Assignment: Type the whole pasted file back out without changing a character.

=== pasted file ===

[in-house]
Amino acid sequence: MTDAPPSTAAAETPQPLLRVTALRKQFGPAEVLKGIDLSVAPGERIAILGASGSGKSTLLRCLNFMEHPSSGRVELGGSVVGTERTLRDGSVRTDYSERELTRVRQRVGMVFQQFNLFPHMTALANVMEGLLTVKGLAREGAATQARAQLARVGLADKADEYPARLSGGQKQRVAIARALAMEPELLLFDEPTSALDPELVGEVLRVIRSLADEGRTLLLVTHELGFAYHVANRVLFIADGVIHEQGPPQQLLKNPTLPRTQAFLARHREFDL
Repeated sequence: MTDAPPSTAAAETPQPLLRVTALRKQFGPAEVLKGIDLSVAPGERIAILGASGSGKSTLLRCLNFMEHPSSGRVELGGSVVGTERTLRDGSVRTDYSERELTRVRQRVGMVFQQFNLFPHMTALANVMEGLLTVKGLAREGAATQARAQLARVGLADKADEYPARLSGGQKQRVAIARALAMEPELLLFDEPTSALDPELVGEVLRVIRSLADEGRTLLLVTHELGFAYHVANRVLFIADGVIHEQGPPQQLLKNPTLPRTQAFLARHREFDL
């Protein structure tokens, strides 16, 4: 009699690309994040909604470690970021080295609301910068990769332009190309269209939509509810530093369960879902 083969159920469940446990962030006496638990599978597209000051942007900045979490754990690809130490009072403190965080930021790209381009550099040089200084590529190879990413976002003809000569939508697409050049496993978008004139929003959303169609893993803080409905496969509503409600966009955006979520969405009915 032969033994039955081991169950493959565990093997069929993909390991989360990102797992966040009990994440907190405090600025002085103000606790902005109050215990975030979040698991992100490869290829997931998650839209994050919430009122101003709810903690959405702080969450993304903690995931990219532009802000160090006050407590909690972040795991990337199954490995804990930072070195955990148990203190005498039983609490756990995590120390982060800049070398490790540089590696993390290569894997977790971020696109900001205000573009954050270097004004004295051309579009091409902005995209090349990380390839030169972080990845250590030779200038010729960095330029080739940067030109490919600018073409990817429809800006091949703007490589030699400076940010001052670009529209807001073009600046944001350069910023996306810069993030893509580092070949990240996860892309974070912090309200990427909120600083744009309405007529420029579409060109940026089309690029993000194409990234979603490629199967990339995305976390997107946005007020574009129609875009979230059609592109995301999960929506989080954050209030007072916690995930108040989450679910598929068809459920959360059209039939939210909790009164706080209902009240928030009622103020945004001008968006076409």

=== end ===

[in-house]
Amino acid sequence: MTDAPPSTAAAETPQPLLRVTALRKQFGPAEVLKGIDLSVAPGERIAILGASGSGKSTLLRCLNFMEHPSSGRVELGGSVVGTERTLRDGSVRTDYSERELTRVRQRVGMVFQQFNLFPHMTALANVMEGLLTVKGLAREGAATQARAQLARVGLADKADEYPARLSGGQKQRVAIARALAMEPELLLFDEPTSALDPELVGEVLRVIRSLADEGRTLLLVTHELGFAYHVANRVLFIADGVIHEQGPPQQLLKNPTLPRTQAFLARHREFDL
Repeated sequence: MTDAPPSTAAAETPQPLLRVTALRKQFGPAEVLKGIDLSVAPGERIAILGASGSGKSTLLRCLNFMEHPSSGRVELGGSVVGTERTLRDGSVRTDYSERELTRVRQRVGMVFQQFNLFPHMTALANVMEGLLTVKGLAREGAATQARAQLARVGLADKADEYPARLSGGQKQRVAIARALAMEPELLLFDEPTSALDPELVGEVLRVIRSLADEGRTLLLVTHELGFAYHVANRVLFIADGVIHEQGPPQQLLKNPTLPRTQAFLARHREFDL
């Protein structure tokens, strides 16, 4: 009699690309994040909604470690970021080295609301910068990769332009190309269209939509509810530093369960879902 083969159920469940446990962030006496638990599978597209000051942007900045979490754990690809130490009072403190965080930021790209381009550099040089200084590529190879990413976002003809000569939508697409050049496993978008004139929003959303169609893993803080409905496969509503409600966009955006979520969405009915 032969033994039955081991169950493959565990093997069929993909390991989360990102797992966040009990994440907190405090600025002085103000606790902005109050215990975030979040698991992100490869290829997931998650839209994050919430009122101003709810903690959405702080969450993304903690995931990219532009802000160090006050407590909690972040795991990337199954490995804990930072070195955990148990203190005498039983609490756990995590120390982060800049070398490790540089590696993390290569894997977790971020696109900001205000573009954050270097004004004295051309579009091409902005995209090349990380390839030169972080990845250590030779200038010729960095330029080739940067030109490919600018073409990817429809800006091949703007490589030699400076940010001052670009529209807001073009600046944001350069910023996306810069993030893509580092070949990240996860892309974070912090309200990427909120600083744009309405007529420029579409060109940026089309690029993000194409990234979603490629199967990339995305976390997107946005007020574009129609875009979230059609592109995301999960929506989080954050209030007072916690995930108040989450679910598929068809459920959360059209039939939210909790009164706080209902009240928030009622103020945004001008968006076409």